Profit-enhancing know-how disclosure: A strategic view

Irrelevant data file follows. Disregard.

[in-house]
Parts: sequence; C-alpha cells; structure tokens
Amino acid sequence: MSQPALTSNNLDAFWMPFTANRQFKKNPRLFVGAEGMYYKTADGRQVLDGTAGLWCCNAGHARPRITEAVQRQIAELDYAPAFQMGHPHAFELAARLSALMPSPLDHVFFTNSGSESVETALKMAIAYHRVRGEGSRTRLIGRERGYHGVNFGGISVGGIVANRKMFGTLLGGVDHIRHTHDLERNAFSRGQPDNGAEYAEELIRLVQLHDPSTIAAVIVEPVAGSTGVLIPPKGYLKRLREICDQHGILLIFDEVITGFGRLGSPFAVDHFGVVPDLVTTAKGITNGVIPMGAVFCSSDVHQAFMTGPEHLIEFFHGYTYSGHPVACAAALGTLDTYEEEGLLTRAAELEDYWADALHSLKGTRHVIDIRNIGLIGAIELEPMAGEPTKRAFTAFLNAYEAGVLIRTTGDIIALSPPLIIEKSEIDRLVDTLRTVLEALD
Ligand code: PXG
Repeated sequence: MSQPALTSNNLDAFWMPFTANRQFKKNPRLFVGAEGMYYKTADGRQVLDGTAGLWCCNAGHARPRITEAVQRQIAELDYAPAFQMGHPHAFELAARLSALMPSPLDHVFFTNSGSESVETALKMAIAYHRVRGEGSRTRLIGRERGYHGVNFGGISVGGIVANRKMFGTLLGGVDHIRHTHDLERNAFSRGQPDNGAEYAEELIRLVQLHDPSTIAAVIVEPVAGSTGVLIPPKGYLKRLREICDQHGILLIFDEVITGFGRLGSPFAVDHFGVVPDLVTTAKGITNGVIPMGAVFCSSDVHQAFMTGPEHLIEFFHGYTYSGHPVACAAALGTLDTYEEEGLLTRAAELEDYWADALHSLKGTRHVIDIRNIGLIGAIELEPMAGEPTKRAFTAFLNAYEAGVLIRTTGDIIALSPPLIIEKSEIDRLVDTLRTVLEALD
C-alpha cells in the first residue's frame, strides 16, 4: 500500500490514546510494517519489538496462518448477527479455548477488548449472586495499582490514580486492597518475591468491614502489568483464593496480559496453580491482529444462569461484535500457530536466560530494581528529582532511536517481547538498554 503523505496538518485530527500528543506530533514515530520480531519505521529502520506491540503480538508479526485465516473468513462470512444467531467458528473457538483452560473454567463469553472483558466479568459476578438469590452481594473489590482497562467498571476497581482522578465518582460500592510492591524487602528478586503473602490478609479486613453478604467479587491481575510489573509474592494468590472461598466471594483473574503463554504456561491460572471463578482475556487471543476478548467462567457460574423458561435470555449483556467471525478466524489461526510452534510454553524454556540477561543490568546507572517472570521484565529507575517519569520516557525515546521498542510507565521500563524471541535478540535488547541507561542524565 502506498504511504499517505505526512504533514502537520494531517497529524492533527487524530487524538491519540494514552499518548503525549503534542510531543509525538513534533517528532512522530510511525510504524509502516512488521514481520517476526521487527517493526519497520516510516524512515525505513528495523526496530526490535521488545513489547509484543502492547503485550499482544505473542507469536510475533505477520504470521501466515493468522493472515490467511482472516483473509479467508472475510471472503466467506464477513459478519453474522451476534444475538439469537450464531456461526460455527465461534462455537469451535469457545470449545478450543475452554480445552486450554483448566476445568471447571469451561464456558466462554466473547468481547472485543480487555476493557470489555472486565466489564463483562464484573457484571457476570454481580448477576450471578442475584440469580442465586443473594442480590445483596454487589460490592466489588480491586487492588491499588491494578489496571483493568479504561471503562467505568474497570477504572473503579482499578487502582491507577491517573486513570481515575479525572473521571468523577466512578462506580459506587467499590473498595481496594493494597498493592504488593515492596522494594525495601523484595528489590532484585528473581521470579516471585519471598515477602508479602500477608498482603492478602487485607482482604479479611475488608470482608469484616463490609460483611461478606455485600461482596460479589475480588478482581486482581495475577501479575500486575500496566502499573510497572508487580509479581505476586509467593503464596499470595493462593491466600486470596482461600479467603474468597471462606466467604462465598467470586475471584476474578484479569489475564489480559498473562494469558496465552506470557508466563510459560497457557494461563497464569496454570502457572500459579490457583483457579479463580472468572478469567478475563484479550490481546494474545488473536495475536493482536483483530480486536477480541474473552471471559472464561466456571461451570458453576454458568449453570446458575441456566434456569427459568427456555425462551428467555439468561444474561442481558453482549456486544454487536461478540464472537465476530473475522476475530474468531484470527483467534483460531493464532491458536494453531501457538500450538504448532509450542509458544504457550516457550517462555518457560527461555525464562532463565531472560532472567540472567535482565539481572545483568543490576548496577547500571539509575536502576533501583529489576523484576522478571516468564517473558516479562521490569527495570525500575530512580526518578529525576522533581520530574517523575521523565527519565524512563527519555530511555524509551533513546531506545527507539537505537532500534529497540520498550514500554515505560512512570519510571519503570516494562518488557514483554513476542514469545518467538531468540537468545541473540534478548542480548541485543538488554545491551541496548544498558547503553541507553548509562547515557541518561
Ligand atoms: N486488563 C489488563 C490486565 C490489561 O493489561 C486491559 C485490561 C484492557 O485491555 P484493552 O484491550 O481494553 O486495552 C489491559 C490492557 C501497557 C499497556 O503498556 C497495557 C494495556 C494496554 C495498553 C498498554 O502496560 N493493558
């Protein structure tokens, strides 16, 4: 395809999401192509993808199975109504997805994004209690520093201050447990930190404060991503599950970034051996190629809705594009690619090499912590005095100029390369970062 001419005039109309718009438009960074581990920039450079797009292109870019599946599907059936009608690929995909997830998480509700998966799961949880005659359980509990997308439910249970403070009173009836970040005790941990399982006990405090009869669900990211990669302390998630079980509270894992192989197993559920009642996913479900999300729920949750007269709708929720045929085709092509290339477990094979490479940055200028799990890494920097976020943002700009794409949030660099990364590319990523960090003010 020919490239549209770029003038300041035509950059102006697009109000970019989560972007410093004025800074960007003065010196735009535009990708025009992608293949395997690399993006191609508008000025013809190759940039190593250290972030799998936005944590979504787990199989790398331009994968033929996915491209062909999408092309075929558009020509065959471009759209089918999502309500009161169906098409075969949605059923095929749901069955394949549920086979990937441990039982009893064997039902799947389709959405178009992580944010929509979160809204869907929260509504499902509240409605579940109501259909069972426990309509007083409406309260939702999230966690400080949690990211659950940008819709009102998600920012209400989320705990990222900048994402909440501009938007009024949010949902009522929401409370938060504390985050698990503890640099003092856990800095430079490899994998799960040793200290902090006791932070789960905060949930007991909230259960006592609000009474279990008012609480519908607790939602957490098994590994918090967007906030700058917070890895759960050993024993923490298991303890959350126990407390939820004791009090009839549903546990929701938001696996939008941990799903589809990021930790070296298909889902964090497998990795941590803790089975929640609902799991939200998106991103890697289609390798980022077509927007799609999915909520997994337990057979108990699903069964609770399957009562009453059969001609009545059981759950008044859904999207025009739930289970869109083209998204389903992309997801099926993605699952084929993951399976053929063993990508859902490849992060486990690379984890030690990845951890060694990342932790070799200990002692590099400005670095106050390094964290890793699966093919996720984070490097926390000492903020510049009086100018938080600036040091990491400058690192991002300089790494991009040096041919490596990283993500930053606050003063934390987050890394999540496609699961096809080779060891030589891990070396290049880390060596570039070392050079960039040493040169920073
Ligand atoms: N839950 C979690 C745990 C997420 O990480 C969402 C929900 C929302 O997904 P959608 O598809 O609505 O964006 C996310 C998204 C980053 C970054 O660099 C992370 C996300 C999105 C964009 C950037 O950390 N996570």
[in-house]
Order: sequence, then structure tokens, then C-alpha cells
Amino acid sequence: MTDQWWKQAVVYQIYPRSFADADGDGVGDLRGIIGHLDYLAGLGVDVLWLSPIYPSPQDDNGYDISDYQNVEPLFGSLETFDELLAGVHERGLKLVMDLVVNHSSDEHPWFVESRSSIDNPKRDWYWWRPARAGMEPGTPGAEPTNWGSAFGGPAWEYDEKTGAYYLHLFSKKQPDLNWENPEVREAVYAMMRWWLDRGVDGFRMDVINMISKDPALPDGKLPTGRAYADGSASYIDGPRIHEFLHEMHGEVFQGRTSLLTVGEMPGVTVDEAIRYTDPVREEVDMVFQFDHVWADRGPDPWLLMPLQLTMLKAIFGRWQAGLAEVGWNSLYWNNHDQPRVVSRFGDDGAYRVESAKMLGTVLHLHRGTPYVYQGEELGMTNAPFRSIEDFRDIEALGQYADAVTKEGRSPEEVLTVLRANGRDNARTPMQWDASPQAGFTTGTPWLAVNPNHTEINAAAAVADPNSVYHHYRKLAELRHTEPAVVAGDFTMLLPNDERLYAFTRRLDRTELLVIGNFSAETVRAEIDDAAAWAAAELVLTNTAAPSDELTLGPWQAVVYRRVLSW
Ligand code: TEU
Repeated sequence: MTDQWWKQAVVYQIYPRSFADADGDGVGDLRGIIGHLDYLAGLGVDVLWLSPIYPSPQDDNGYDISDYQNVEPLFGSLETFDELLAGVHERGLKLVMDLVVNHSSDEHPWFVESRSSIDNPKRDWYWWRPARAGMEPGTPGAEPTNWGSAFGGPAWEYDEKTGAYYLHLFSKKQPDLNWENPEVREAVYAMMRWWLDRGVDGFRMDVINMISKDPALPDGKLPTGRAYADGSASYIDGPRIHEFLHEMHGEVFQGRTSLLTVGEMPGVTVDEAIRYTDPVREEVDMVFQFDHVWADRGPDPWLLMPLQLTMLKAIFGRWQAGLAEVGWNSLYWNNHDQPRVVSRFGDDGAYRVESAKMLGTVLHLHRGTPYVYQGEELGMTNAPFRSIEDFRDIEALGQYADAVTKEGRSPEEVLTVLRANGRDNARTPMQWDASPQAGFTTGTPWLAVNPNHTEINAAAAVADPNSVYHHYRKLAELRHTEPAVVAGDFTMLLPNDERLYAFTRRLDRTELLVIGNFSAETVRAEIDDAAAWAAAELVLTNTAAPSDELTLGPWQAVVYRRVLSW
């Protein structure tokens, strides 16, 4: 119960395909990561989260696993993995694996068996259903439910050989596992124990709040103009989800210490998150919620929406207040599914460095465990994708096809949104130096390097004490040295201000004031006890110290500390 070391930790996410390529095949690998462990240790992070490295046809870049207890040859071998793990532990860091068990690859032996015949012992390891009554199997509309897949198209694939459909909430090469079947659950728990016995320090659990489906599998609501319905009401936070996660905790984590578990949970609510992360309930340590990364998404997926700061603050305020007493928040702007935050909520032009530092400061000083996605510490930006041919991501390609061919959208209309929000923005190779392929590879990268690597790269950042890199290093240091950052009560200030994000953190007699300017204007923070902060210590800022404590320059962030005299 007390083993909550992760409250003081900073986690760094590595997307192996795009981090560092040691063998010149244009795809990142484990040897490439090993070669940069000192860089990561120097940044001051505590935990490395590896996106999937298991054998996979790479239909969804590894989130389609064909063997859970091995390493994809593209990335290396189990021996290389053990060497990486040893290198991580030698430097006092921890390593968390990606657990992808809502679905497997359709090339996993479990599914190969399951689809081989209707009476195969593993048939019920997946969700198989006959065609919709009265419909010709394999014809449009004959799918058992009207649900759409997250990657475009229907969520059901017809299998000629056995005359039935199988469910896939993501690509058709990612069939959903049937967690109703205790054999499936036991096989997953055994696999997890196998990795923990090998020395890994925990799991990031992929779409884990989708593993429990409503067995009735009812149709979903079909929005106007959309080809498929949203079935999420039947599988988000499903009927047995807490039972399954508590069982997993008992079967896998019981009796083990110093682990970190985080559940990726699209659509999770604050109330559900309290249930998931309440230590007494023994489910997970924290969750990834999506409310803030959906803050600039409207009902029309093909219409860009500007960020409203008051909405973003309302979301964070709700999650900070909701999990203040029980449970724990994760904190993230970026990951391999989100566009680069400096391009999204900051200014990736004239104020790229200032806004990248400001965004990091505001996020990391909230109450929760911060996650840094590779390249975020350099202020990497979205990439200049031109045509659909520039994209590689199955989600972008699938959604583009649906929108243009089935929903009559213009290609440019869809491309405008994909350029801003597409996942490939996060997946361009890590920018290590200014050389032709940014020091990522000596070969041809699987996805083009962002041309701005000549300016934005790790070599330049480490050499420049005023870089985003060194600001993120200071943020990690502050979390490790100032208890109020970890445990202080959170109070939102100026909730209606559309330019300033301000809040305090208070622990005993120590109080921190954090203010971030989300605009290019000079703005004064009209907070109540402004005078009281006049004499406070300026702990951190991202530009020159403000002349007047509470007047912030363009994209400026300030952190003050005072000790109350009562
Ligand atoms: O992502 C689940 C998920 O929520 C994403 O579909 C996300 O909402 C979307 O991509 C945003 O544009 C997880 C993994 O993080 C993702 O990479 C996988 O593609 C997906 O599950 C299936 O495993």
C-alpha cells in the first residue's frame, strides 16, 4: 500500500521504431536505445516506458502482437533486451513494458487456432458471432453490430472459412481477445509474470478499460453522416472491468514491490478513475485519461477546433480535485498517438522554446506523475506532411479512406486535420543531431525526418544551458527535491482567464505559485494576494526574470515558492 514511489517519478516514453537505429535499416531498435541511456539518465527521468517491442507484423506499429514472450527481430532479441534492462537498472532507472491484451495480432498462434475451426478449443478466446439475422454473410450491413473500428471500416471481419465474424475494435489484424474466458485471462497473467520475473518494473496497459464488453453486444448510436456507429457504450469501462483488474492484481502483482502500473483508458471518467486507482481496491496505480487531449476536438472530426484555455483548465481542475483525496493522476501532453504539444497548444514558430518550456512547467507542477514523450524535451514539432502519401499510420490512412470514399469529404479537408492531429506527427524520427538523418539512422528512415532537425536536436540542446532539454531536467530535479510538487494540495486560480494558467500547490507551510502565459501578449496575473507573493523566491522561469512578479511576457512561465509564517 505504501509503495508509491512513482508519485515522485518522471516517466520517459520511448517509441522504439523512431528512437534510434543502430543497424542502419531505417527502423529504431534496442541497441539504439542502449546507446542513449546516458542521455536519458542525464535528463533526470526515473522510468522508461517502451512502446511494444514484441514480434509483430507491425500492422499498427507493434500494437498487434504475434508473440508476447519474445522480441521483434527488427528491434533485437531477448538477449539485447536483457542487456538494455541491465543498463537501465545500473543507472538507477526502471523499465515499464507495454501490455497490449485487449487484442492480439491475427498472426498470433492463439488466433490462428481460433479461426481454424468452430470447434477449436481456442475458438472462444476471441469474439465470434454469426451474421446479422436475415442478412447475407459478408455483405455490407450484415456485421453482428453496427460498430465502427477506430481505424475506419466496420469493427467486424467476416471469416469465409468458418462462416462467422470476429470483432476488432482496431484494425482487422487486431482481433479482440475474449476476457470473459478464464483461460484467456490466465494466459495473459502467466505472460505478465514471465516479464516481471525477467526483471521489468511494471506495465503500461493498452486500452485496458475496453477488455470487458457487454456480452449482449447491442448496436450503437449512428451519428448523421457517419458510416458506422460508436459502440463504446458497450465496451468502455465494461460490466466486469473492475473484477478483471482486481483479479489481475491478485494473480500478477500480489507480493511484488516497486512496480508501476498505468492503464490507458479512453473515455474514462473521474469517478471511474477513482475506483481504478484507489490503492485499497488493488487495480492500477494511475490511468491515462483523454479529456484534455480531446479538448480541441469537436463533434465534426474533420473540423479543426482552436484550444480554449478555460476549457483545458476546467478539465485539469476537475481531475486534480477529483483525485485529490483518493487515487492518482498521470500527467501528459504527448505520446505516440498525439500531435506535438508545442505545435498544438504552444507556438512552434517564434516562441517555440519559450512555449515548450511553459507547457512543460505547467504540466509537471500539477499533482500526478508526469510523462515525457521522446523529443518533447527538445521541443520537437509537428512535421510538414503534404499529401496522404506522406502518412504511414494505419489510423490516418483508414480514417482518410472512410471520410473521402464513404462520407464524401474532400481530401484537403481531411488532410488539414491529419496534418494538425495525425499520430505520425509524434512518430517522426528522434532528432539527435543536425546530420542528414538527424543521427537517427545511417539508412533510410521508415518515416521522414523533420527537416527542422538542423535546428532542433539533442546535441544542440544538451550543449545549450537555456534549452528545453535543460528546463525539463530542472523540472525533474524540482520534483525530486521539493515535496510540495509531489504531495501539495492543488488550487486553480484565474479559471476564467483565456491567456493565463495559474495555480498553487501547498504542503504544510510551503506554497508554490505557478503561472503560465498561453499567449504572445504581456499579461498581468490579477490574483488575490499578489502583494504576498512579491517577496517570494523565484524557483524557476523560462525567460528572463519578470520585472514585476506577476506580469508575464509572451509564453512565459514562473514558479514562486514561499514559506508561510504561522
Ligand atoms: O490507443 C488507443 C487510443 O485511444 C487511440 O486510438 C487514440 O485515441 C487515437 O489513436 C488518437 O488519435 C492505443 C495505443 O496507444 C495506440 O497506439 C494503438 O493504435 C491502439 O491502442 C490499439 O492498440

In general, the disclosure of know-how and technological knowledge could harm the disclosing firm. Firms, however, often share their know-how freely and enhances their profits. We provide a theoretical framework and a new insight for know-how disclosure. We consider a multi-product oligopolistic market. An incumbent firm that can disclose its cost-reducing know-how and several new entrants exist. Each firm supplies products in two separate markets. The incumbent firm has already allocated its production resources to one of the markets (market A) and discloses its know-how concerning production in market A. We show that the disclosure of know-how for cost reduction can enhance the profit of the incumbent (the disclosing) firm. Using the disclosed know-how, the entrants can produce at a low cost at market Aand allocate their production resources to the other market. As a result, the competition at market A is milder than that in the case in which the incumbent does not disclose its know-how. Moreover, the disclosure could harm the new entrants. The result implies that the incumbent firm may disclose its know-how in its industry as a payoff-enhancing entry deterrent.

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